Ewe management tips for every season

Apr 24, 2023


Written by Todd Steen, ProTrition Nutritionist

Providing ewes with optimal nutrition at the key times throughout their productive biological cycle is essential to having the most productive flock.

For spring lambing ewes, now is the time to make sure the gestating ewe is in good body condition. During early to mid-gestation as placental development occurs, gestating ewes require additional nutrition. Maintaining bodyweight is important throughout this phase. It’s also critical during the last four to six weeks of pregnancy as proper nutrition will impact lamb birthweight and lambing dystocia (difficult births typically caused by a large or awkwardly positioned fetus, by the smallness of the maternal pelvis, or by the failure of the uterus and cervix to contract and expand normally), lamb performance, colostrum quantity and quality, and potential milk production.

Additionally, some two-thirds of fetal growth will occur during the final gestation period, and because of this growth, the ewe’s energy requirement becomes increasingly important. Ewes carrying a single lamb need at least 50% more energy than in early gestation, and multiple lambs increase the energy needs of the ewe by around 25% more than single lambs. Forage is the important base of the ewe’s diet. Pre-lambing ewes should be offered the best forage available. Supplementing ewes with a modest amount of feed, however, will be necessary to meet all nutritional requirements, because even in colder weather, forage consumption will not be adequate. As a rule of thumb, ewes with expected lamb crops of up to 150% will need a 16% crude protein ewe feed at the rate of approximately 1.0 – 1.5 lbs. per head per day; expected lamb crops of up to 200% should offer approximately 2.0 lbs. per head per day. While it is difficult to know the specific percent lamb crop, not meeting nutritional requirements will yield greater lambing problems and reduced milk production. Nutrients important during mid to late gestation are energy, protein, calcium, selenium, and vitamin E.

Consider the following guidelines for ewes before lambing:

Mid-gestation
• Evaluate the overall health of the animal.
• Make sure ewes are in proper body condition for lambing/lactation.
• If ewes are thin, consider offering approximately 1.0 lb. of 16% crude protein in addition to high-quality forage or hay.
• Consult with a veterinarian for specific animal health/vaccination/parasite protocols.
• Take time to evaluate hooves and wool. Shearing may be necessary. If the weather is cold, consider providing additional feed after shearing to combat exposure. Evaluate for lice, ticks, etc.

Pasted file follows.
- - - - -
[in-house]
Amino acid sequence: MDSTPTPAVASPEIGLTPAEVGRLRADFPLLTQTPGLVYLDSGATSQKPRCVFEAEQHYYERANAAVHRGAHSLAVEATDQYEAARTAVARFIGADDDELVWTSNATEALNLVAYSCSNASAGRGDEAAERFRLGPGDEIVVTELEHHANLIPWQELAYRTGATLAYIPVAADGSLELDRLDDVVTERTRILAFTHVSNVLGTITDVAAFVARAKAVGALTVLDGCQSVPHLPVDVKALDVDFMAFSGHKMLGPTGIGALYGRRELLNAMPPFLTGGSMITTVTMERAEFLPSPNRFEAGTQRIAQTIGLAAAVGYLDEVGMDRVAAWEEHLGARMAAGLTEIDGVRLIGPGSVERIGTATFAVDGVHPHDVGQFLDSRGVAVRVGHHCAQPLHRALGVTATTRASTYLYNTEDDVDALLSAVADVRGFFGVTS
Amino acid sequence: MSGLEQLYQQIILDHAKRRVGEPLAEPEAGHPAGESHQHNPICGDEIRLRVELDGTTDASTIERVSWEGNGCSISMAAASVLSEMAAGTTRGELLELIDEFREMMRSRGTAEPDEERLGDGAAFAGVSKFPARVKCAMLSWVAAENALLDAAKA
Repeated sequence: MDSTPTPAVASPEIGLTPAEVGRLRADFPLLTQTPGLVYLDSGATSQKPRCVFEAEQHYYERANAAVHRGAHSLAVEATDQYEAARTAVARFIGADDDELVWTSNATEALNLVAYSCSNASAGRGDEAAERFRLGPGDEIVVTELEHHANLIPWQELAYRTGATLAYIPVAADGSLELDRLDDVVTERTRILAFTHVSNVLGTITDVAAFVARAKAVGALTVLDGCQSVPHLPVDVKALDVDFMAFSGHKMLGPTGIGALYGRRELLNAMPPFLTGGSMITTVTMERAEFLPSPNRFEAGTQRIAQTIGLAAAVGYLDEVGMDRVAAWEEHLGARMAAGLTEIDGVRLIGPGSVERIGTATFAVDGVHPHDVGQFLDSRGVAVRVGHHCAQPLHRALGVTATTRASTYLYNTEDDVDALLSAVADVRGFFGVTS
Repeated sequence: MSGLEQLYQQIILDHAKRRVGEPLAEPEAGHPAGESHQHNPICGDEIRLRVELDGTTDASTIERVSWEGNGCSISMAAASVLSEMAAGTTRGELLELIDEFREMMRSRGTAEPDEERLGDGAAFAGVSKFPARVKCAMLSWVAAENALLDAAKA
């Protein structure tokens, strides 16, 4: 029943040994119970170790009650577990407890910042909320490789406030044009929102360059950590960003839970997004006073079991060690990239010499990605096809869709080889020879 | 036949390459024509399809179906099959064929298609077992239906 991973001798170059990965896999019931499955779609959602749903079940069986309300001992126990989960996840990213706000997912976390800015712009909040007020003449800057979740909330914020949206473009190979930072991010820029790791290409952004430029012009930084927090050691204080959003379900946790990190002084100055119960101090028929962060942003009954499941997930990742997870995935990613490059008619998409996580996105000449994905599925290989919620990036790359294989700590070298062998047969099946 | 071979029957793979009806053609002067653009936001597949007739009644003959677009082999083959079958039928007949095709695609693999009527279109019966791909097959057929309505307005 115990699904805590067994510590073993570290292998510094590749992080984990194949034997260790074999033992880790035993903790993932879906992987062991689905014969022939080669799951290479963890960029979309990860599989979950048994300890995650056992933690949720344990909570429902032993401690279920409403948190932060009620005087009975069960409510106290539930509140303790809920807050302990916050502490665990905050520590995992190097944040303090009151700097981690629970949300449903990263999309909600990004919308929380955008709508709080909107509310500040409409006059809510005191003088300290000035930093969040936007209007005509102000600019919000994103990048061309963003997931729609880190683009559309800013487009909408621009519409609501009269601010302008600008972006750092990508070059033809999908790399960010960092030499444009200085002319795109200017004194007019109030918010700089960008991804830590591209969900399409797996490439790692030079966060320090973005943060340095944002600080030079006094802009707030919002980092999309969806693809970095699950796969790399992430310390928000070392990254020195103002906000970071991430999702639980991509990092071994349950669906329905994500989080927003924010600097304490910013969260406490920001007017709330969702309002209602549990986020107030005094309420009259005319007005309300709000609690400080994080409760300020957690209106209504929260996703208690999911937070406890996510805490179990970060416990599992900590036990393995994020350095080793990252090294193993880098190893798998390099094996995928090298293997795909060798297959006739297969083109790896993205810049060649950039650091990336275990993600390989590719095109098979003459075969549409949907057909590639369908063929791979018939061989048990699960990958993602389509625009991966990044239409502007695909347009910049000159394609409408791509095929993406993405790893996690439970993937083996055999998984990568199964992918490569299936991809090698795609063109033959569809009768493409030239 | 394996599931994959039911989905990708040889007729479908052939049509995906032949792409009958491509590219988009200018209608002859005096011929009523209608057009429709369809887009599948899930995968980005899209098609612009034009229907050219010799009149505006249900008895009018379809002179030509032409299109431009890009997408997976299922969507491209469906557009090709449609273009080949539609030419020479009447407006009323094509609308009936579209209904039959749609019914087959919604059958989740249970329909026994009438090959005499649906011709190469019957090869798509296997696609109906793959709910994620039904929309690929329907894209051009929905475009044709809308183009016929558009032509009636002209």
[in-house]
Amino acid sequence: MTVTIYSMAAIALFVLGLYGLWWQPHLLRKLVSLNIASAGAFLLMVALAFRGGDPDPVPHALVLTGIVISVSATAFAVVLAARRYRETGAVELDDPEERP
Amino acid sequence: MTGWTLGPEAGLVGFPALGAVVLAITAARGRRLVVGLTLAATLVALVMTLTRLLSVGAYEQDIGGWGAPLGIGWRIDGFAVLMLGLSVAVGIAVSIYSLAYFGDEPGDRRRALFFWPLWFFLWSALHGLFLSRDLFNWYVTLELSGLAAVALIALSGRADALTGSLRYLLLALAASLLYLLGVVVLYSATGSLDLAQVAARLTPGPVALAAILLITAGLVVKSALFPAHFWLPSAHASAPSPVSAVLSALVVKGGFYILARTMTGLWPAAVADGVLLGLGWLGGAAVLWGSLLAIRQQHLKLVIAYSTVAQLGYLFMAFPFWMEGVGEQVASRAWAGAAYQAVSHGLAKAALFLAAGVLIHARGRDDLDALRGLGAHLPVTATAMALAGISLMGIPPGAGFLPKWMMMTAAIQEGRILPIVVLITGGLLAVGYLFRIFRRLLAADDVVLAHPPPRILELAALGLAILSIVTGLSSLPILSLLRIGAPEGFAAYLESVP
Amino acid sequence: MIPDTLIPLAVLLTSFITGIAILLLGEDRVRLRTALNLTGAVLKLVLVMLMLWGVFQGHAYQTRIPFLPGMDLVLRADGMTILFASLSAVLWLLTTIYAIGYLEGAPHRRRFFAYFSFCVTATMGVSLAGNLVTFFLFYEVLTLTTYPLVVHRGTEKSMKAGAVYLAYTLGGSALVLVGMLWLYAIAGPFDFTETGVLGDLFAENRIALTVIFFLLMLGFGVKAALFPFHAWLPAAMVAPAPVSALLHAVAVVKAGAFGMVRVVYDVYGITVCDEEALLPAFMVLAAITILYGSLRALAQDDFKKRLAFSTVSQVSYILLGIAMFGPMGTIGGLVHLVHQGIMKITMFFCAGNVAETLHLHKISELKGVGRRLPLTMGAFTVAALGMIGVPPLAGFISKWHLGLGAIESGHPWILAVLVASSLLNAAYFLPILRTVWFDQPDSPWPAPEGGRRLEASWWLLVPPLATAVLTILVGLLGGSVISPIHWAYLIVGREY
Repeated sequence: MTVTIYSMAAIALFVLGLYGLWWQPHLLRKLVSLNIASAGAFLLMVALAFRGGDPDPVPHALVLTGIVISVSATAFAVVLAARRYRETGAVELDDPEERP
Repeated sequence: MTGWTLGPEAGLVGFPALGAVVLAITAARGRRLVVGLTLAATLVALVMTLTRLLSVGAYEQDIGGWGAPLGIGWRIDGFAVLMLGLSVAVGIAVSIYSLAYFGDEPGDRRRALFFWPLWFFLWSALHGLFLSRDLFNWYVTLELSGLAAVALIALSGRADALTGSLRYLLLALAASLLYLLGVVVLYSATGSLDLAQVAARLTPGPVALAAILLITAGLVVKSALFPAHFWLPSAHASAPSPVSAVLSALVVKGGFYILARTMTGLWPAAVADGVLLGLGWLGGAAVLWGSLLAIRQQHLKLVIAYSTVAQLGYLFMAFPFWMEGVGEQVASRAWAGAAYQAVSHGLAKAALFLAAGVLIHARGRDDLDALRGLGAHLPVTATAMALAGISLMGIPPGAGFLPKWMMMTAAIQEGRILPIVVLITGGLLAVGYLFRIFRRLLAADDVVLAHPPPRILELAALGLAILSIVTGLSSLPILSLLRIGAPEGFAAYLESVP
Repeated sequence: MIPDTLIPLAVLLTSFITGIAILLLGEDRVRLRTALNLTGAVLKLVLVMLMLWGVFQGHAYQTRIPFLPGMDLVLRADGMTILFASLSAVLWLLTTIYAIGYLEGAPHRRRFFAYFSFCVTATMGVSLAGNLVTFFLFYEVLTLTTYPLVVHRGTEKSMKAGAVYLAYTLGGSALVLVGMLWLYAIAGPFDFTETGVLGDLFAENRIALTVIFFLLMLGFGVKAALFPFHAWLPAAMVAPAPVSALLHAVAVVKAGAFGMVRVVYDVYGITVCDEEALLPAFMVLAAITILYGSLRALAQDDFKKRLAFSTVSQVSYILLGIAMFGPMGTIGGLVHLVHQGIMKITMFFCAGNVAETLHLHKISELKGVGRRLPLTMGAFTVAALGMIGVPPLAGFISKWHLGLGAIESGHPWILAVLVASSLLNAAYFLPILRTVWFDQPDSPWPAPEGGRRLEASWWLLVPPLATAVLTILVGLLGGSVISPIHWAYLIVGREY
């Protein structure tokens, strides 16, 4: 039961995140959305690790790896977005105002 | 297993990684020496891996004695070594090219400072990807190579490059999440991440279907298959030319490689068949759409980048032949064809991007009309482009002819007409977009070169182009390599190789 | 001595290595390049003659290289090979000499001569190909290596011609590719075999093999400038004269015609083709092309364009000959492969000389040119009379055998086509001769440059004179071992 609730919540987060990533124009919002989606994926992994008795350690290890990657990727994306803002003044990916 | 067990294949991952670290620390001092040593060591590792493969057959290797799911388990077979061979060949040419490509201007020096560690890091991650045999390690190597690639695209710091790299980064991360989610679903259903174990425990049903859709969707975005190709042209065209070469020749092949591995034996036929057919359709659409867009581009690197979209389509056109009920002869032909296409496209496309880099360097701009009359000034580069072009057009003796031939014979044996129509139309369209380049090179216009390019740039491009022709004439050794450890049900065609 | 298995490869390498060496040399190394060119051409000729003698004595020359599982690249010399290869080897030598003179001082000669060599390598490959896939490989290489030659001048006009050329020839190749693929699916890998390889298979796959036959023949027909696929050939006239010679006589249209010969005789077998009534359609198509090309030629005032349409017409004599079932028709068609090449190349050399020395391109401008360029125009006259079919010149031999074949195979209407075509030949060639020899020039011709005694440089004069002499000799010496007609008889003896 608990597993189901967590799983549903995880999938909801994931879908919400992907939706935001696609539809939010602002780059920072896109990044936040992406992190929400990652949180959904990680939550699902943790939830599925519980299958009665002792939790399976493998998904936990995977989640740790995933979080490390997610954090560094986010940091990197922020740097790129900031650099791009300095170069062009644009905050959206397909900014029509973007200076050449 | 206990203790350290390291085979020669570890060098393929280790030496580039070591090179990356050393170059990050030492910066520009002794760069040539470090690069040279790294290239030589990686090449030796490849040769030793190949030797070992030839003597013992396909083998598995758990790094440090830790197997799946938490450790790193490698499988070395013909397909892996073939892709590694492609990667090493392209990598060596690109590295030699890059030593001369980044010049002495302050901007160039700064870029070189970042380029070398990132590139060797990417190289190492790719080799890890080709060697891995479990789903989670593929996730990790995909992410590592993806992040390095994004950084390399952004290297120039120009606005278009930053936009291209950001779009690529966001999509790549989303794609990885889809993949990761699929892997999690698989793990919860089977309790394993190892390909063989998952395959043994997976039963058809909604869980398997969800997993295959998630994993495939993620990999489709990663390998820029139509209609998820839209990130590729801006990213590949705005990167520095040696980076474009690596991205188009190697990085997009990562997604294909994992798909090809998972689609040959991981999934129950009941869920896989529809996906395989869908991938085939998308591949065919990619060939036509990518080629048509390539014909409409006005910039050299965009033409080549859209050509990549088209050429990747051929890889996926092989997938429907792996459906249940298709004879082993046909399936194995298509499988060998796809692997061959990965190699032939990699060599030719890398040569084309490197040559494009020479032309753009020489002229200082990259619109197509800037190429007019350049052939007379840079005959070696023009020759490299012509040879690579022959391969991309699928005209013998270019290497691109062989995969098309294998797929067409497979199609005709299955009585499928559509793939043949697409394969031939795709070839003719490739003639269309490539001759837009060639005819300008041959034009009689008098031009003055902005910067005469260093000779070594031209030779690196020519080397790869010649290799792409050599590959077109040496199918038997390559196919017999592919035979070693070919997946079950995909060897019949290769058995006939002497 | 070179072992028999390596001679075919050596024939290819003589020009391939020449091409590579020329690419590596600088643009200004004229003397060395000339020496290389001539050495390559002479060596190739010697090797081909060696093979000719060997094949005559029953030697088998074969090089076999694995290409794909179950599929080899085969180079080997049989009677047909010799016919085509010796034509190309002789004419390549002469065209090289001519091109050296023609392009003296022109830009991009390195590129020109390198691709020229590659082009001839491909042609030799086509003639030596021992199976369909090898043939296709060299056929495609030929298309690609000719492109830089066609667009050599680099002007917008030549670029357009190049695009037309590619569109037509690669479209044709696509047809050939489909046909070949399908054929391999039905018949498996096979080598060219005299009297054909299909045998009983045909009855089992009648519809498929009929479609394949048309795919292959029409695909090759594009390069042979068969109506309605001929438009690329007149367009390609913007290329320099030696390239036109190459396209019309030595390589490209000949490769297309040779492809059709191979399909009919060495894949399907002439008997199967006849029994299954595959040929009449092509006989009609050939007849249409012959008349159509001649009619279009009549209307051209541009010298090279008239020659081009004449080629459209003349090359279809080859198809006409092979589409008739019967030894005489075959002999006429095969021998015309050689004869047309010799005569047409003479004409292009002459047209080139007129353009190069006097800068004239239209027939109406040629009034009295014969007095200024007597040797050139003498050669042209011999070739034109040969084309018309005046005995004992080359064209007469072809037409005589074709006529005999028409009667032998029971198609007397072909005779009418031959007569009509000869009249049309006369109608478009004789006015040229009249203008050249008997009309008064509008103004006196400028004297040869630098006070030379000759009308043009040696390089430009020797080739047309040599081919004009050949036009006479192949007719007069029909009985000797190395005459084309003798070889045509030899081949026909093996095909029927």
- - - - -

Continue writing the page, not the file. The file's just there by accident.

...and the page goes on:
Late-gestation
• Evaluate facilities/equipment before lambing.
• Be prepared for lambing by day 145 since exposure to rams.
• Consider vitamin/selenium injection if white muscle disease has been an issue.
• Increase feed offering to approximately 2.0 lbs. per head per day.

Co-op Feed specialists can aid in ration balancing and assist with all your sheep nutrition and lambing needs. All Co-op feed products are formulated specifically for sheep to ensure proper nutrient availability. Learn more about Co-op Feeds at a Co-op near you!

For more content like this, check out the latest issue of The Cooperator

Read More News

Feb 05, 2024
A cold, January rain begins pattering the hood of his pickup as Lobelville cattleman Tim Byrd pulls up to the metal gate of his pasture. Across the fence, members of his commercial cow/calf herd look on expectantly, gathering near the fence.
 
Jan 08, 2024
With winter conditions upon us, meeting our animals’ nutrient requirements is key to the economic success of our beef herds. For spring-calving cows, winter feeding coincides with the last third of gestation and early lactation. During this cycle, these cows require a higher level of nutrition than do dry cows in early gestation.
Everything starts with forage, both quantity and quality. It’s important to test and evaluate your forage to understand the amount of nutrients needed to meet the animal’s requirement. A basic forage analysis will offer information about the protein, fiber, and energy levels present, allowing producers to rank hay from various fields and cuttings according to their relative feeding value. Highest quality hays can then be reserved for lactating cows, heifers, and thin cows. 
 
Dec 08, 2023
Lawrence County farmer Ronnie Moore's life has revolved around cattle, a legacy that began as he followed in the footsteps of his uncle J.W. Moore, who was both a beef producer and owner of the now-closed Lawrence County Stockyards.